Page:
...796 (1964); Doxstater v. Northwest Cities Gas Co., 65 Idaho 814, 154 P.2d 498 (1944); Great American Insurance Co. v. Modern Gas Co., 247 N.C. 471, 101 S.E.2d 389 Electricity is one example of an instrumentality requiring an enhanced degree of care by those supplying it to others for domest......
  • Sutton v. Duke, No. 40
    • United States
    • North Carolina United States State Supreme Court of North Carolina
    • August 28, 1970
    ...have been expected.' (Emphasis added) Williams v. Boulerice, 268 N.C. 62, 149 S.E.2d 590; Great American Insurance Co. v. Modern Gas Co., 247 N.C. 471, 101 [277 N.C. 108] S.E.2d 389. Some of our decisions are difficult to reconcile. See the comments in 39 N.C.L.Rev. 323, 395 (1961) and 37 N......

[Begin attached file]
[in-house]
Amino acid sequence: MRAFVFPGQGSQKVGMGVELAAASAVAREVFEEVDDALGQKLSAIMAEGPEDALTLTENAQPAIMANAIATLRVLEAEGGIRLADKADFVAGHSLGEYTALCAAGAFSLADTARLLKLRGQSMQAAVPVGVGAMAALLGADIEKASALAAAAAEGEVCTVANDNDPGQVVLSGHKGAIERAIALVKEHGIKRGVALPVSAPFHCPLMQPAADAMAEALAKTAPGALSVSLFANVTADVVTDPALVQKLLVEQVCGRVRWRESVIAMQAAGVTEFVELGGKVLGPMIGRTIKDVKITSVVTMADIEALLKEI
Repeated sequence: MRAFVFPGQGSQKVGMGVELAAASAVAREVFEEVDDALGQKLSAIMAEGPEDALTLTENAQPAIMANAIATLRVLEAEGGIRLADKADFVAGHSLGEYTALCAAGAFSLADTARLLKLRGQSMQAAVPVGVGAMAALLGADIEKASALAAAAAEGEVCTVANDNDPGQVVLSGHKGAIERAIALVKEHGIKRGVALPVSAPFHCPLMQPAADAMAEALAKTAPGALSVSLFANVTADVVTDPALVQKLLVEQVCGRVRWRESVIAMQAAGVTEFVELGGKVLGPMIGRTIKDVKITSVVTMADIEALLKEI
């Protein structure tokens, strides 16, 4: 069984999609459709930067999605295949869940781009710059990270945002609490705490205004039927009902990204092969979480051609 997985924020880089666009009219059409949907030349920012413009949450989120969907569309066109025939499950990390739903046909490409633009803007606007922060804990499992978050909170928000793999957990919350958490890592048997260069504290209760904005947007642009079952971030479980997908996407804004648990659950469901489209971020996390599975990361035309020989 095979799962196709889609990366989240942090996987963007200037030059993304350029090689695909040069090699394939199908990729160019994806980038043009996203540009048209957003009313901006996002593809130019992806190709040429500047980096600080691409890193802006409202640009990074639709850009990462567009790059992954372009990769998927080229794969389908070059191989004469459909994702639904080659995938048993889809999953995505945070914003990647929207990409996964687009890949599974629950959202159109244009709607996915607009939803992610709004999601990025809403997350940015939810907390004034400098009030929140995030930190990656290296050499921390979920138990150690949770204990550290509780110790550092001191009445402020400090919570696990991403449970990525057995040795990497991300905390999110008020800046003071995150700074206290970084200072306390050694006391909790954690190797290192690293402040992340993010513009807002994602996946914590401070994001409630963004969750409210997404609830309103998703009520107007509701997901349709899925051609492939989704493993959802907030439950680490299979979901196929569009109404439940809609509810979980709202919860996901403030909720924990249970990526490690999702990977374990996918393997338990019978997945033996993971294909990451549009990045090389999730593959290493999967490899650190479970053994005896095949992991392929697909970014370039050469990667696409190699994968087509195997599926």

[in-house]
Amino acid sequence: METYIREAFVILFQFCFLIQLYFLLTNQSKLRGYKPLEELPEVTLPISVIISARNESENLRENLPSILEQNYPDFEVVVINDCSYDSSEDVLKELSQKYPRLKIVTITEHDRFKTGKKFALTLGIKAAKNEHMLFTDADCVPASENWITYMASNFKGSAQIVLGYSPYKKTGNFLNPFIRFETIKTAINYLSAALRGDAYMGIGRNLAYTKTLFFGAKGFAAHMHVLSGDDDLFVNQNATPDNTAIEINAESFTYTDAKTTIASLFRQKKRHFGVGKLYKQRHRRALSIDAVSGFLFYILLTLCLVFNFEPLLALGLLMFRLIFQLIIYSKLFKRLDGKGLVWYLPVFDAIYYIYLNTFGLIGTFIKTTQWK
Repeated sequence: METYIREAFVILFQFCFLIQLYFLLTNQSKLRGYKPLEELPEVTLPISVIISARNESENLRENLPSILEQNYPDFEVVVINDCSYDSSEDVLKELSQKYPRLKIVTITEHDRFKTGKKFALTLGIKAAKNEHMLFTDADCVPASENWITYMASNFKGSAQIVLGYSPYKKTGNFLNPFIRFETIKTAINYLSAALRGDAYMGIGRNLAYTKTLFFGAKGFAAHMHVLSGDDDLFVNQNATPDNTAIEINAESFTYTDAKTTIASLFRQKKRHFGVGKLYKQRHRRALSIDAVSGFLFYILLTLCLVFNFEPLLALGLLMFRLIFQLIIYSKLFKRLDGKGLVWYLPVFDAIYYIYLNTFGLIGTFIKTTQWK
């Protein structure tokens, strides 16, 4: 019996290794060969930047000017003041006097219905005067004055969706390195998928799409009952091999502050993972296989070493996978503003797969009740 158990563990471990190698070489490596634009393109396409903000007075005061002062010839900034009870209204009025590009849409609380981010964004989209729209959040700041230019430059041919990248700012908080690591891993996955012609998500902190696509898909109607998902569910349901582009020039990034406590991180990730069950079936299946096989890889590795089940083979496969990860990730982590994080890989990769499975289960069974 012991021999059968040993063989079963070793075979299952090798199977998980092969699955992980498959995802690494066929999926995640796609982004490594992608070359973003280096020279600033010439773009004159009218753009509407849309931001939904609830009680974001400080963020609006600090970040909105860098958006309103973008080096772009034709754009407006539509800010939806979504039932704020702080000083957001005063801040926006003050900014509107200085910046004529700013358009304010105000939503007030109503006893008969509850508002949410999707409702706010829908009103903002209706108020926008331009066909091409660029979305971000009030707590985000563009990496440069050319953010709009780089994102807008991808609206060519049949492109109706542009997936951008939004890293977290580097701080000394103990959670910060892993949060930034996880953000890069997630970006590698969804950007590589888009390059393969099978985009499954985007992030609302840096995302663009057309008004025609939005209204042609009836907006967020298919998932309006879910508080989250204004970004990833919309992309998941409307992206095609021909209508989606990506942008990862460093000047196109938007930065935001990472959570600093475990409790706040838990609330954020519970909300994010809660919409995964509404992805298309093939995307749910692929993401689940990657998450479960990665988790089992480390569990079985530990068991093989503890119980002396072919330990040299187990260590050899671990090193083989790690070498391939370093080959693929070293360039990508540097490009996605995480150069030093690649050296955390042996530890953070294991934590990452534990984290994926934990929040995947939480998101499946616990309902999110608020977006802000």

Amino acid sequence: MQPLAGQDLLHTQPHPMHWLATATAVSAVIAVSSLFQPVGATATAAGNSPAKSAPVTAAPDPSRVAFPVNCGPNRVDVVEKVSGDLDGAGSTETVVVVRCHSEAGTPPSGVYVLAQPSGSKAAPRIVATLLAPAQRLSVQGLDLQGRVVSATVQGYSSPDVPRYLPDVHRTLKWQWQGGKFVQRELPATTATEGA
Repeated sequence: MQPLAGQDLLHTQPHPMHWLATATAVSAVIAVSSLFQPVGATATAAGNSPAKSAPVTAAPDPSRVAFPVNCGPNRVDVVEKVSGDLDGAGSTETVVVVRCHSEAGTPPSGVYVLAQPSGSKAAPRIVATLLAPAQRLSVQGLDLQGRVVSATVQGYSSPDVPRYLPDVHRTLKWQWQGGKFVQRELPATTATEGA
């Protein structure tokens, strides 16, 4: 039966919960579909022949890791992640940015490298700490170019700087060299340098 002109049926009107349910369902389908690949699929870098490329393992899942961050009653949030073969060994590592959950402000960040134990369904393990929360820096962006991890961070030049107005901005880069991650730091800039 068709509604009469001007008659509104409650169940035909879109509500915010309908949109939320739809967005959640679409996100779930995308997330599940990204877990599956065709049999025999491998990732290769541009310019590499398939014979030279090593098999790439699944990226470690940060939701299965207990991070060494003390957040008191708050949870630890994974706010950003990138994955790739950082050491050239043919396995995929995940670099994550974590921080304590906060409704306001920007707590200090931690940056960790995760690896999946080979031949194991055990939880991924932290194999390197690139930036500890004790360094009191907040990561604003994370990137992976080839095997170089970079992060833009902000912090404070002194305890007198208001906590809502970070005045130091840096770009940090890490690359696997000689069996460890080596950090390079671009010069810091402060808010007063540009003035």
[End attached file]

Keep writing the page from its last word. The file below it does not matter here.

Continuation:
• American Cas. Co. v. Propane Sales & Service, Inc., No. 6477
    • United States
    • Nevada Supreme Court of Nevada
    • September 14, 1973
    ...Marshall v. Co-operative Oil Co. of Olmsted County, 284 Minn. 549, 169 N.W.2d 395 (1969); Great American Insurance Co. v. Modern Gas Co., 247 N.C. 471, 101 S.E.2d 389 (1958); Chattanooga Gas Co. v. Underwood, 38 Tenn.App. 142, 270 S.W.2d 652 (1954). The cause of ignition was immaterial if r......
  • State v. Maynard, No. 651
    • United States
    • North Carolina United States State Supreme Court of North Carolina
    • January 10, 1958
    ...him, and pursuant to that conspiracy so entered into, and while in an attempt to carry out the unlawful purpose, to-wit, the robbery of [247 N.C. 471] Mr. Andrew, one of them shot and killed him, the Court instructs you, gentlemen of the jury, that both defendants would under those circumst......
  • Request a trial to view additional results